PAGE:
The Fayyum Oasis is in the form of a triangle with rounded corners and its point to the south, extending 40mi/65km from east to Wat its widest part and 30mi/ 50km from north to south.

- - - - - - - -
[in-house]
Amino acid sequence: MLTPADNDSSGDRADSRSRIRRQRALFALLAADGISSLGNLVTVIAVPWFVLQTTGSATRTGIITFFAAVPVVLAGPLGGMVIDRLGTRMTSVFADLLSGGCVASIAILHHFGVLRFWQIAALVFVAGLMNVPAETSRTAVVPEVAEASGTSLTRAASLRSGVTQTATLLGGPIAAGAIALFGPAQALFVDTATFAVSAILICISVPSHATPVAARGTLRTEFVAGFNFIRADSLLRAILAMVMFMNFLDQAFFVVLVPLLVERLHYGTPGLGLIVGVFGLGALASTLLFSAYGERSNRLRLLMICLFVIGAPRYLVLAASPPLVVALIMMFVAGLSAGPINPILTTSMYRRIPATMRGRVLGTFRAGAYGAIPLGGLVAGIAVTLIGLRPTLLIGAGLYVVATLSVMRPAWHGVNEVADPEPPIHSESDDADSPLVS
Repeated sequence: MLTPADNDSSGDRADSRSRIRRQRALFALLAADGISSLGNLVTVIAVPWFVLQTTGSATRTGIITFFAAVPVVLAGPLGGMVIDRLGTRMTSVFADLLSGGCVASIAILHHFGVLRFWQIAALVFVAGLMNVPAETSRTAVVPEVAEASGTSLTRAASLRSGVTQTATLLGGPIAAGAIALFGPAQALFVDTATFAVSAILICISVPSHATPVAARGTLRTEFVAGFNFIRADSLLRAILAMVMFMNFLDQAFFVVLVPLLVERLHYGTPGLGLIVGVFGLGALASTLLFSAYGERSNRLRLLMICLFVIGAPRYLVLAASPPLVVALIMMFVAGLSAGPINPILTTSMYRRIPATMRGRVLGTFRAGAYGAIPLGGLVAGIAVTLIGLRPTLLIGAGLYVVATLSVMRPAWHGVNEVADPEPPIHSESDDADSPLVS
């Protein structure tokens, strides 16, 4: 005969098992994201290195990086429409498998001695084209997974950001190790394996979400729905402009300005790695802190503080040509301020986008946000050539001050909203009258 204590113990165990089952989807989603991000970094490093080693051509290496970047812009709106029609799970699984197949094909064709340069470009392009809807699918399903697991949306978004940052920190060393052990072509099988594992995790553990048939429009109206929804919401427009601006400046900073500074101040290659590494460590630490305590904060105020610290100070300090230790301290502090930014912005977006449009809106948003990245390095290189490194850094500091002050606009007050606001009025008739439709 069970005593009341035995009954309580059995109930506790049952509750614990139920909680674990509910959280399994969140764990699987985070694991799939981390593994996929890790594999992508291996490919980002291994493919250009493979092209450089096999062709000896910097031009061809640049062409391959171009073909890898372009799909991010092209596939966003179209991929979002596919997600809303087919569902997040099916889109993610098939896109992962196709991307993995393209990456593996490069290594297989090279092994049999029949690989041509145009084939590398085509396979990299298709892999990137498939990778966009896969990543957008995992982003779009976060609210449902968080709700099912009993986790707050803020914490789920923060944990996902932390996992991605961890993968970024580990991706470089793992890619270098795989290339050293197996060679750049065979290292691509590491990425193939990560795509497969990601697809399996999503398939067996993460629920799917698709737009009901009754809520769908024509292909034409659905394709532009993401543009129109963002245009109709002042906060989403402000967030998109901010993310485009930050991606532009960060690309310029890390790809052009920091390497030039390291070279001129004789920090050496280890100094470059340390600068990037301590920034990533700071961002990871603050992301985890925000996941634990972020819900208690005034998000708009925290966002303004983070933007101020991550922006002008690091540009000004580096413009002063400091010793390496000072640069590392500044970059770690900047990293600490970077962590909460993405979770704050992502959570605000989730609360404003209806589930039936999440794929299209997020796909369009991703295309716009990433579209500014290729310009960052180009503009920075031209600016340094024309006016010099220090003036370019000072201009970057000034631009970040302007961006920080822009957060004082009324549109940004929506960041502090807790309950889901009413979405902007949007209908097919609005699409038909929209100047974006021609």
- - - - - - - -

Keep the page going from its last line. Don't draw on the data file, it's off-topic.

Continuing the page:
Enclosed by low ranges of hills, it falls gradually from south to north. It is watered by the Bahr Yusuf ("Joseph's Canal"), which leaves the lbrahimiya Canal (originally the Nile) at Deirut, cuts through the hills enclosing the Fayyum in a narrow passage at El Lahun, spreads out over the oasis in many arms and ramifications and finally flows into the Birket Oarun (Lake Qarun), on the northwest edge of the depression. The Fayyum is noted for its agreeable climate.HistoryIn prehistoric times the Fayyum Depression was probably still covered by the waters of an arm of the Nile dating from the Pliocene era which here formed an extensive lake and swamp area with luxuriant vegetation and abundant animal life. There must have been large numbers of crocodiles, which were worshiped as divinities from earliest historical times (Sobek, later known as Suchos; Crocodilopolis). The oldest traces of settlement date from the Neolithic and show off inities with the early cultures of the Nile Valley. By the beginning of the historical period the lake had shrunk in size and may have extended in the north as far as the little desert Temple of Qasr el-Sagha, in the south to Biahmu and the area between Abshawai and Agamiyin. It was known in ancient Egyptian as Sha-resi (the "Southern Lake") and later as Mer-wer ("Great Lake"), known to Greek travelers and geographers as Lake Moeris. According to Herodotus it had a circumference of 3600 stadia (445mi) and covered an area of some 770 sq.mi i.e about three-fifths of the present area of the oasis. It has been estimated that in ancient times the surface of the lake lay 74ft/22.5m above the level of the Mediterranean (now 150ft/45m below). To the south of the lake was a narrow strip of cultivable land known as Ta-she ("Lake-Land"), with the chief town, Shedet (Crocodilopolis), which was protected against flooding by embankments. Several rulers of the 12th Dynasty established settlements at the east end of this area, and Amenemhet III in particular seems to have taken a special interest in it, undertaking large-scale reclamation of the swamps. Under the 18th Dynasty Amenophis lll's wife Tiy had her residence at El-Lahun.In Ptolemaic times the Fayyum formed the Arsinoite nome, about which the Greek geographer Strabo (c. 63 B.C.-A.D. 20) has this to say:"This nome is the most remarkable of all, on account both of its scenery and its fertility and cultivation; for it alone is planted with large and excellent olive trees which bear fine fruit, and the oil is good when the olives are carefully gathered. Those who fail in this respect may indeed obtain oil in abundance, but it has a bad smell. Elsewhere in Egypt the olive tree is never seen except in the gardens of Alexandria, where under favorable circumstances it yields olives but no oil. In this region, too, vines, corn and pulses, together with many other plants, flourish in no small abundance."The Ptolemies, particularly Ptolemy II Philadelphus, reduced the size of the lake still further by the construction of dikes until it was about the dimensions of the present-day Lake Qarun. The draining of the swamps yielded new land on which Greek and Macedonian settlers were established; and the success of this program of land reclamation is demonstrated by the fertile fields and flourishing villages which have occupied the site of Lake Moeris over the past 2,000 years. According to Strabo "Lake Moeris is capable, thanks to its size and depth, of taking in the surplus water during the inundation without flooding the inhabited and cultivated area, and later, when the water subsides, of returning the excess through the same canal (i.e. the Bahr Yusuf), while retaining sufficient to irrigate the land. At both ends of the canal there are lock gates which enable the engineers to regulate the inflow and outflow of the water." It is not known how the distribution of the excess water was achieved. At present day El- Lahun there is still a lock gate. Herodotus's statement that Lake Moeris had been artificially created was an error and is contradicted by Strabo's account.The Fayyum is now a governorate with an area of 692 sq.mi/1792 sq. km and a population of 1,300,000. Olives are still grown here, together with cotton, sugarcane, wheat, maize, rice, excellent fruit, bananas and citrus fruits. Small livestock and poultry (dovecots) are also reared. Characteristic features of the landscape are the large undershot water wheels. Further land reclamation projects are under way on the shores of Lake Qarun. Among the urgent problems connected with the development of the Fayyum is the control of bilharzia, a troublesome disease transmitted by flukes parasitic on water snails.